Decision Fatigue

By September 23, 2016blog, Uncategorized

I never knew there is an actual disorder (diagnosed by experts) called “Decision Fatigue.” This term entered my vocabulary quite accidentally when I heard it used recently while in a business meeting with one of my friends, who happens to be a fairly big executive.  Anyway, we began chatting and she shared with me her frustration with a colleague who apparently spent too much time on making any decision.  She reasoned that his sense of logic had actually began to deteriorate!

The story played out as follows:  while in a fairly important meeting with the company’s head management, we were interrupted by an employee, who presented a rather mundane matter as if it were an incredibly urgent matter.  The question he presented was whether or not to staple a small grouping of papers together or use a paper clip. Although it may seem trite, the superior, probably burdened by many similar events, had a harsh response.  She then commented, “I am sick of your “Decision Fatigue!'”

Maybe it’s because I think too much, but I immediately began to research this statement.  It piqued my interest probably because as a writer I want to be a perfectionist. Sometimes, however, I let the concern of being perfect prevent me from making any decision and my words get stifled. After all, if I cannot be clear and explain myself to others, I fear it is some reflection that maybe I don’t understand myself.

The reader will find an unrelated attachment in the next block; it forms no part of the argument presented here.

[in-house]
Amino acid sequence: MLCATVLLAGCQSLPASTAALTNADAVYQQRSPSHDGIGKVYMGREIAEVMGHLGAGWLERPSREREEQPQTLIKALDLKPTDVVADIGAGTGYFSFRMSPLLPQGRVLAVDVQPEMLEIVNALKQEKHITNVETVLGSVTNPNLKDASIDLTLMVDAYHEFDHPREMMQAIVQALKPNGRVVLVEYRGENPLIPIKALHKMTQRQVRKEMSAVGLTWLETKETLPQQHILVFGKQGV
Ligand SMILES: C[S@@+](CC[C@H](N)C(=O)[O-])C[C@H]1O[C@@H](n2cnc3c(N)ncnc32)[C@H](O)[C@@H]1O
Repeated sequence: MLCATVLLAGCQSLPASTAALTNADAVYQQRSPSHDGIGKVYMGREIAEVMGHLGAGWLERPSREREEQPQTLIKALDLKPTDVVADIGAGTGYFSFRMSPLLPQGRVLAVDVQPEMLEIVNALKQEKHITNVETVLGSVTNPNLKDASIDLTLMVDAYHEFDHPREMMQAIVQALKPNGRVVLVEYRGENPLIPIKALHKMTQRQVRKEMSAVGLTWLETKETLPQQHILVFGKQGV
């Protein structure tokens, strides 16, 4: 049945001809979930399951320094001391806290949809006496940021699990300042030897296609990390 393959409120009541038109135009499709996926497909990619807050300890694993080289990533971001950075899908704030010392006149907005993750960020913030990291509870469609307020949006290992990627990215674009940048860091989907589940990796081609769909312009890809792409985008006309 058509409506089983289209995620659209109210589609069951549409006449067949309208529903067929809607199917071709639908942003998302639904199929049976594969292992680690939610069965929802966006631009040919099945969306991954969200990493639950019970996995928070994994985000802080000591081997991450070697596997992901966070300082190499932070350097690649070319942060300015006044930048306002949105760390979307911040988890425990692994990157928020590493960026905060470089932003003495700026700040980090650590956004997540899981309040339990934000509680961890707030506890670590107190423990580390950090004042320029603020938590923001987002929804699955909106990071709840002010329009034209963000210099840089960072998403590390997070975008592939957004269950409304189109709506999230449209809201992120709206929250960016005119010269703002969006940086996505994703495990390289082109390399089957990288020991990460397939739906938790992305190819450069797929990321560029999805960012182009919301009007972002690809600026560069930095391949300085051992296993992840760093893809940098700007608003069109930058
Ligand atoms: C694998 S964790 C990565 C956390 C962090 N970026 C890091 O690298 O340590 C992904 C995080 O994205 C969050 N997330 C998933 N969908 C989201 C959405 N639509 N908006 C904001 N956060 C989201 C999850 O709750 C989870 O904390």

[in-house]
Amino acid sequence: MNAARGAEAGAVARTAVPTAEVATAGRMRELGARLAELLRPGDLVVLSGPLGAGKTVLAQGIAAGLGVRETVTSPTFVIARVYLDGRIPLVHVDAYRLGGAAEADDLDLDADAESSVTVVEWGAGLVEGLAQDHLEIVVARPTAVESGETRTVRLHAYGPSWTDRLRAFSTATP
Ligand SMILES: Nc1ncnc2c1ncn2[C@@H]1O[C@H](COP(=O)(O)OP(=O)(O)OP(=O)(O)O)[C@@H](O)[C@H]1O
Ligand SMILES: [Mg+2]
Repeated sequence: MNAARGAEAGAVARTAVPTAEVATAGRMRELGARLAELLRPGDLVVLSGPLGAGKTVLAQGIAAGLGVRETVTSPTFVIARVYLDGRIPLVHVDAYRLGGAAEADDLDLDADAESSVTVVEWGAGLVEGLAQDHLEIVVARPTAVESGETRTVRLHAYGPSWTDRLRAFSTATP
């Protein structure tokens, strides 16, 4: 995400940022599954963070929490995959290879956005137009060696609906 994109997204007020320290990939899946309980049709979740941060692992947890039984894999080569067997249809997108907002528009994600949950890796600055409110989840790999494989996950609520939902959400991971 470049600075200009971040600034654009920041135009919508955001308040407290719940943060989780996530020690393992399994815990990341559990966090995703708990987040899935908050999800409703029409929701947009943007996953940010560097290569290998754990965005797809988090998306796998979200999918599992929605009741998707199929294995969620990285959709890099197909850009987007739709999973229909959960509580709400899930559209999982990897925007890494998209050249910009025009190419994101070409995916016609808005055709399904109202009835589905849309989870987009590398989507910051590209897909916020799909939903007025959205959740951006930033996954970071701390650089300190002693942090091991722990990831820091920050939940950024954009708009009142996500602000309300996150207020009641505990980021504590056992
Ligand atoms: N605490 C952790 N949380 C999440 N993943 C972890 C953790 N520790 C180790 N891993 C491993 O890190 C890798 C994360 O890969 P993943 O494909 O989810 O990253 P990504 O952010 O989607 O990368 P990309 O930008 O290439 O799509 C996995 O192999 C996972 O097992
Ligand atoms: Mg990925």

Much to my relief, this doesn’t only affect writers, it affects all of us. The experts feel that one inadvertently begins to search for short cuts to solve problems which causes reckless and impulsive decisions.  It is part of our just GET IT DONE mentality! The other extreme, is those that cannot do anything until a problem, which could have been solved logically, becomes overwhelming and unfixable. So how does one navigate this chasm between impulse and lethargy?

Compounding this dilemma further, I found that “Decision Fatigue” also comes with or from what is known as “Ego Depletion,” (New York Times).  This statement frightened me the most. By suffering from this Decision Fatigue, we lose our ability to know our true course, that place within your being that assures you that you are on the right track and able to navigate your life goals to fit your own needs. Wow, such drastic consequences flowing from such a trivial act as not knowing whether to use a staple or paper clip.

So, is there a cure for this new ailment?  We know choices give us a freedom, but how do we set our own clocks to be able to focus clearly?

Let’s brainstorm together.  At least, becoming aware of new behaviors and defining them within ourselves and others is a way for us to grow. So, next time you ponder too long or give up on fixing the unsolvable, be careful to not fall into Decision Fatigue and suffer from Ego Depletion. Just a couple more psychological offerings to contemplate and now worry about… Great!

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